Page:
34 34 The extra “hand”`valves enable us to isolate and remove the heat exchanger without stopping the process. The shell side of the heat exchanger can be isolated; we need to provide relief. We would like to recover without shutdown; we select a relief valve. Add Relief to the Following System

35 35 Why is the pressure indicator provided? Is it local or remotely displayed? Why? What is the advantage of two in series? Why not have two relief valves (diaphragms) in series? In some cases, relief and diaphragm are used in series – WHY?

36 36 Why is the pressure indicator provided? If the pressure increases, the disk has a leak and should be replaced. Is it local or remotely displayed? Why? The display is local to reduce cost, because we do not have to respond immediately to a failed disk - the situation is not hazardous. What is the advantage of two in series? The disc protects the valve from corrosive or sticky material. The valve closes when the pressure returns below the set value. In some cases, relief and diaphragm are used in series – WHY?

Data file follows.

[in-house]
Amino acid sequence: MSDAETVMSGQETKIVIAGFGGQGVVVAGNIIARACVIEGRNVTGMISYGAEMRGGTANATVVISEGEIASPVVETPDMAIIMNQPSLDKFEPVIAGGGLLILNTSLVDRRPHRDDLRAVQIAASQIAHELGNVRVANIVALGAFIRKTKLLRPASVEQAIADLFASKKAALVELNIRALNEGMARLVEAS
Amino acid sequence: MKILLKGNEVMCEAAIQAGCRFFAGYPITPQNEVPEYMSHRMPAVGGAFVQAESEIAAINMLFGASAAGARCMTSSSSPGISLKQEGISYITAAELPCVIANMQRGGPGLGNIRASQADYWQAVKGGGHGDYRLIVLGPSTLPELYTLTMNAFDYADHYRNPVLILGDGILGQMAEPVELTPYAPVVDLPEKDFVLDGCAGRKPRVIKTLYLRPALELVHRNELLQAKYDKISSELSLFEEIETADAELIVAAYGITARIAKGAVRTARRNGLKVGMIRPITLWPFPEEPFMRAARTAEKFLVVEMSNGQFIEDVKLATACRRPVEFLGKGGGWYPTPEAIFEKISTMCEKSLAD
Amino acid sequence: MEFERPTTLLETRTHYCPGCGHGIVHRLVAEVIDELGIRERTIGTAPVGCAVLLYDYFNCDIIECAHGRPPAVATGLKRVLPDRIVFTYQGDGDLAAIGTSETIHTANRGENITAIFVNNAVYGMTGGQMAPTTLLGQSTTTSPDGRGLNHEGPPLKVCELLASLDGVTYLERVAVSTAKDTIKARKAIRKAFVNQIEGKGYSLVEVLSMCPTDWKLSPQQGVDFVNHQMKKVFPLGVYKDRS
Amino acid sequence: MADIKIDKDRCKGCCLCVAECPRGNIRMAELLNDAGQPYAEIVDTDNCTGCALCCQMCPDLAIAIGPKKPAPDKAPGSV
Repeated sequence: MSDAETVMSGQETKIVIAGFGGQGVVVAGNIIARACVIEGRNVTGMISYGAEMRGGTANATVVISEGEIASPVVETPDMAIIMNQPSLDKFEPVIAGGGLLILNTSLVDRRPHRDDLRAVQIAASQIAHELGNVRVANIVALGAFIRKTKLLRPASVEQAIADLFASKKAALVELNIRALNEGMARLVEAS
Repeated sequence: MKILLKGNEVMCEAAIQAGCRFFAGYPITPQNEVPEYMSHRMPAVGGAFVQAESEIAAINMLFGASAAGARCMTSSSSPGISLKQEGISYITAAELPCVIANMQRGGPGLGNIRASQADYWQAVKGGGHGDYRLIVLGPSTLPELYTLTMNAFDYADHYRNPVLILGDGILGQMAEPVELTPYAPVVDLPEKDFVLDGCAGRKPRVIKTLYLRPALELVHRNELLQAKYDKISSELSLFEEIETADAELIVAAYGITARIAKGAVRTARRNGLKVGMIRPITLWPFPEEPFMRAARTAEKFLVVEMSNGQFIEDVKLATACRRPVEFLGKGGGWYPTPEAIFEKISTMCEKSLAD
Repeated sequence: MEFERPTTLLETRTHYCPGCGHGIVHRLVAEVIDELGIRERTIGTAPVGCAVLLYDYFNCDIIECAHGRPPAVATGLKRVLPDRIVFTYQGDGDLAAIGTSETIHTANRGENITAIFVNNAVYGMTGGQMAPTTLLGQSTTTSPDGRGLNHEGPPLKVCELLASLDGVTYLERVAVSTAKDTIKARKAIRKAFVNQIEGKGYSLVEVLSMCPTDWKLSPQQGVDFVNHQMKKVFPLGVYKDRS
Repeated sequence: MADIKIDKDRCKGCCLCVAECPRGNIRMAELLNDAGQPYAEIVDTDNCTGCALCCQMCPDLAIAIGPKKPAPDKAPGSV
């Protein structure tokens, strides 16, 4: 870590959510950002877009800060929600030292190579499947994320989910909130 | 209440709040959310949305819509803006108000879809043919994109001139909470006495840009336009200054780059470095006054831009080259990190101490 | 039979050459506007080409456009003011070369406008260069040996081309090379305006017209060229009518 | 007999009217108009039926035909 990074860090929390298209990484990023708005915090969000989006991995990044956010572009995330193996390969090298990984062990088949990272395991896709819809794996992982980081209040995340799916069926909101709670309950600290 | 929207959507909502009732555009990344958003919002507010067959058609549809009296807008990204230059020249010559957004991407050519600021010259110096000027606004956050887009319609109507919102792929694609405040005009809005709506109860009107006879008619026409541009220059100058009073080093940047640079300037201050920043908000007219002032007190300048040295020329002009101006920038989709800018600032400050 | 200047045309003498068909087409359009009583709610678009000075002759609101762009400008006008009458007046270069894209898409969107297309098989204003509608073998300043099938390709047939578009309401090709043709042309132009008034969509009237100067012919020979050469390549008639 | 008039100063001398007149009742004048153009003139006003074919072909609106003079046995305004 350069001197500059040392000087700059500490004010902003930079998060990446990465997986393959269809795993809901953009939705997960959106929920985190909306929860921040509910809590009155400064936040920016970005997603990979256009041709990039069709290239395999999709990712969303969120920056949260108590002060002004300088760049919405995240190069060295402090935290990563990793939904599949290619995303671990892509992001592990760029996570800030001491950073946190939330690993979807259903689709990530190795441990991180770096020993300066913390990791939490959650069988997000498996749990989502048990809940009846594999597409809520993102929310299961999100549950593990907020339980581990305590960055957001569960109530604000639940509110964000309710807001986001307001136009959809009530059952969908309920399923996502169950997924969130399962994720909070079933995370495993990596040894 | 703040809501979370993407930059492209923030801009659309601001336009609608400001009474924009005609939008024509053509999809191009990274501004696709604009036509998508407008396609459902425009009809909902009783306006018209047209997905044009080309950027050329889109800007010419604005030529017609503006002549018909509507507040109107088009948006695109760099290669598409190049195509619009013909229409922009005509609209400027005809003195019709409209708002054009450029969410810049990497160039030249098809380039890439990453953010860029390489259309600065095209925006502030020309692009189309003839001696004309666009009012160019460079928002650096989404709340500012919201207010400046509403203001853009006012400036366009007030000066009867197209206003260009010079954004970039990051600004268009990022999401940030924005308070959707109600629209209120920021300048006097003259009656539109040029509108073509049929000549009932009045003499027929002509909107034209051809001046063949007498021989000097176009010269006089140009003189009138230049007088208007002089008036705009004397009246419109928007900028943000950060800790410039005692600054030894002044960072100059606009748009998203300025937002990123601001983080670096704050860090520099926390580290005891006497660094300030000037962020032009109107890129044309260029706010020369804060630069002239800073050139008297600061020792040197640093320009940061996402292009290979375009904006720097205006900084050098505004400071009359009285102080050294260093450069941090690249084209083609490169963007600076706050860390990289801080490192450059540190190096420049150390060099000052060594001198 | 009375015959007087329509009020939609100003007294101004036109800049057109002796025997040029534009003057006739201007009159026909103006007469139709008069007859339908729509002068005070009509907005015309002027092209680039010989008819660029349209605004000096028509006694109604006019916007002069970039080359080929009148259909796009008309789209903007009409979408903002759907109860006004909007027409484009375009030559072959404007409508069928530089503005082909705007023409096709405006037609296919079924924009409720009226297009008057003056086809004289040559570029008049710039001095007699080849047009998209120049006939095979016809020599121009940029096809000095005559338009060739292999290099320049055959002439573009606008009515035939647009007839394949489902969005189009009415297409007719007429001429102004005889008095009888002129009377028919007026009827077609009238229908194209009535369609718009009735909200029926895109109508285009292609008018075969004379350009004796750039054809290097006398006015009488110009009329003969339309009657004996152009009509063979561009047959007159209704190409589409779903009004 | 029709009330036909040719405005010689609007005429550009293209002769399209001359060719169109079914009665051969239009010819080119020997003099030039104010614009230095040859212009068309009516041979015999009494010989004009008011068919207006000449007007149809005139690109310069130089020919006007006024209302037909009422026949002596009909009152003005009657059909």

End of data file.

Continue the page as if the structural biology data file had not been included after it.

37 37 Structure vent closed Structure explosion Vents required to control or direct vapour/dust explosion effect

38 38 From relief To environment Vent steam, air Holding for later processing Waste water treating Recycle to process Fuel gas, fuel oil, solvent Recover part to process Immediate neutralization Flare, toxic materials Materials from relief must be process or dispose safely

39 5. Containment Use to moderate the impact of spill or an escape Example –Bund containment for storage tanks –Location of relief valves and vents –diversion to temporary storage /drain system (following breakage of rupture disk) –Safety management in containment areas. –Containment building (if applicable)

40 6. Emergency Response Management Also used to moderate impact on incidents All plants should ERP (emergency response plan) –Assembly, head-counts, evacuation etc…

41 Summary ALARMS SIS RELIEF CONTAINMENT EMERGENCY RESPONSE BPCS 1.Inherent design starts at project conceptualization 2.Three main strategy Substitution Intensification Attenuation 3.Six Layers of Protection